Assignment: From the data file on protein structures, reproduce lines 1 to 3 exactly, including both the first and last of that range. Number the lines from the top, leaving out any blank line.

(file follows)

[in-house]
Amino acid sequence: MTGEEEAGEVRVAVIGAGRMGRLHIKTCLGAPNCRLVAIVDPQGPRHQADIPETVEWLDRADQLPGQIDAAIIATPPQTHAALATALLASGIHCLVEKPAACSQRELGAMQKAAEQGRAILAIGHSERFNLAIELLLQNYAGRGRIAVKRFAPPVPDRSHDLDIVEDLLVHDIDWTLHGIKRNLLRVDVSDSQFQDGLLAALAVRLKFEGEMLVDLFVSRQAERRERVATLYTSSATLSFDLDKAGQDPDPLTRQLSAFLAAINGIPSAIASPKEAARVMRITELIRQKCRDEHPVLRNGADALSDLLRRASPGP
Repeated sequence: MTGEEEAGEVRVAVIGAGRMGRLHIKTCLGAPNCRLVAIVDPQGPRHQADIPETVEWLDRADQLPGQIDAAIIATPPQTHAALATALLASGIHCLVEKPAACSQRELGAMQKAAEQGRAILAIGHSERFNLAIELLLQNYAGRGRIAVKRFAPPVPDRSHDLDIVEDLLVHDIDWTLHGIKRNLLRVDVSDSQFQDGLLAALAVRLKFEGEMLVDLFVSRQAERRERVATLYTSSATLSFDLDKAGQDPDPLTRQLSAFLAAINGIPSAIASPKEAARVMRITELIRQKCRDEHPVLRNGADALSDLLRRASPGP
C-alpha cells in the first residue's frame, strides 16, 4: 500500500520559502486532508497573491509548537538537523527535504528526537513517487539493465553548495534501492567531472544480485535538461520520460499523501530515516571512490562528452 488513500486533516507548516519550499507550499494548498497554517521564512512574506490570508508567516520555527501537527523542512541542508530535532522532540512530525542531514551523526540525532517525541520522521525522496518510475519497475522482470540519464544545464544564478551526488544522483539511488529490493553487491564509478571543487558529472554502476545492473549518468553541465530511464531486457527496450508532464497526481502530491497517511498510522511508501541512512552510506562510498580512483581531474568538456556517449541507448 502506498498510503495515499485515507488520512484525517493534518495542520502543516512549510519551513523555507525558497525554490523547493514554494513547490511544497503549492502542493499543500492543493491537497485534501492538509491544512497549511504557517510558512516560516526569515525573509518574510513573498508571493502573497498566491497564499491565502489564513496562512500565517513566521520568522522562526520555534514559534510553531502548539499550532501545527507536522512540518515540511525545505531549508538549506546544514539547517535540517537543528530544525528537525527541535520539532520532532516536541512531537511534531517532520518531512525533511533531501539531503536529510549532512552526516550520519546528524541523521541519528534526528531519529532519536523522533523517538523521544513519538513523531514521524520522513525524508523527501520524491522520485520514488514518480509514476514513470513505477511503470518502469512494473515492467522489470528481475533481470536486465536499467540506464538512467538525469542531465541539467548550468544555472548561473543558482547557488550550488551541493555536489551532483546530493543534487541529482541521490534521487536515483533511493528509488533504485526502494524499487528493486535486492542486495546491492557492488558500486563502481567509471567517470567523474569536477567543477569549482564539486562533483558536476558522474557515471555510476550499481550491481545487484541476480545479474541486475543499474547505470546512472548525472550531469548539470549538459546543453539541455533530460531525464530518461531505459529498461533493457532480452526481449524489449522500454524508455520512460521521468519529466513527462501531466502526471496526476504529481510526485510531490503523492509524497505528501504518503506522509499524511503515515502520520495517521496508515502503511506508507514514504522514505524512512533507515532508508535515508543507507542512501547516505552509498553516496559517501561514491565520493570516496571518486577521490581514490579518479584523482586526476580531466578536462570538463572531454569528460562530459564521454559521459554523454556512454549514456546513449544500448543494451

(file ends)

[in-house]
Amino acid sequence: MTGEEEAGEVRVAVIGAGRMGRLHIKTCLGAPNCRLVAIVDPQGPRHQADIPETVEWLDRADQLPGQIDAAIIATPPQTHAALATALLASGIHCLVEKPAACSQRELGAMQKAAEQGRAILAIGHSERFNLAIELLLQNYAGRGRIAVKRFAPPVPDRSHDLDIVEDLLVHDIDWTLHGIKRNLLRVDVSDSQFQDGLLAALAVRLKFEGEMLVDLFVSRQAERRERVATLYTSSATLSFDLDKAGQDPDPLTRQLSAFLAAINGIPSAIASPKEAARVMRITELIRQKCRDEHPVLRNGADALSDLLRRASPGP
Repeated sequence: MTGEEEAGEVRVAVIGAGRMGRLHIKTCLGAPNCRLVAIVDPQGPRHQADIPETVEWLDRADQLPGQIDAAIIATPPQTHAALATALLASGIHCLVEKPAACSQRELGAMQKAAEQGRAILAIGHSERFNLAIELLLQNYAGRGRIAVKRFAPPVPDRSHDLDIVEDLLVHDIDWTLHGIKRNLLRVDVSDSQFQDGLLAALAVRLKFEGEMLVDLFVSRQAERRERVATLYTSSATLSFDLDKAGQDPDPLTRQLSAFLAAINGIPSAIASPKEAARVMRITELIRQKCRDEHPVLRNGADALSDLLRRASPGP